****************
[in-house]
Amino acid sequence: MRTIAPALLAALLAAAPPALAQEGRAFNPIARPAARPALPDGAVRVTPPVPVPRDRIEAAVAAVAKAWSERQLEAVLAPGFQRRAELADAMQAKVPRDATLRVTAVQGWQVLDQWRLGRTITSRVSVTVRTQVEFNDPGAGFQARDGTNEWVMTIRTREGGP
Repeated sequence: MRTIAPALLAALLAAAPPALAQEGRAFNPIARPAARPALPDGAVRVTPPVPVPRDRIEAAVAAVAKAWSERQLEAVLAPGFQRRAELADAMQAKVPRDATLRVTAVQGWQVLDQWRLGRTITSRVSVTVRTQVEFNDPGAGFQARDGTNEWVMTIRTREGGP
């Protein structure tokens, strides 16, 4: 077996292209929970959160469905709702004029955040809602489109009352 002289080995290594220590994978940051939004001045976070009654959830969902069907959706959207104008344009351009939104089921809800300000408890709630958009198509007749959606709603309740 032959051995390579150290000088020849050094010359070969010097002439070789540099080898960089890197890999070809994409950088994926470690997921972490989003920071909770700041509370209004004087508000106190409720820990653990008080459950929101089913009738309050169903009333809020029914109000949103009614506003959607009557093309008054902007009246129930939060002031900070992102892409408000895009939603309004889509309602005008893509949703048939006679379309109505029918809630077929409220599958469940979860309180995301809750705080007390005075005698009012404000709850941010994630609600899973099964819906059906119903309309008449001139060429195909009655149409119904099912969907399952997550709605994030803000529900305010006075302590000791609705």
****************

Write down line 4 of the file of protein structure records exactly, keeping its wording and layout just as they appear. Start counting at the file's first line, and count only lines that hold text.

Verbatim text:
């Protein structure tokens, strides 16, 4: 077996292209929970959160469905709702004029955040809602489109009352 002289080995290594220590994978940051939004001045976070009654959830969902069907959706959207104008344009351009939104089921809800300000408890709630958009198509007749959606709603309740 032959051995390579150290000088020849050094010359070969010097002439070789540099080898960089890197890999070809994409950088994926470690997921972490989003920071909770700041509370209004004087508000106190409720820990653990008080459950929101089913009738309050169903009333809020029914109000949103009614506003959607009557093309008054902007009246129930939060002031900070992102892409408000895009939603309004889509309602005008893509949703048939006679379309109505029918809630077929409220599958469940979860309180995301809750705080007390005075005698009012404000709850941010994630609600899973099964819906059906119903309309008449001139060429195909009655149409119904099912969907399952997550709605994030803000529900305010006075302590000791609705």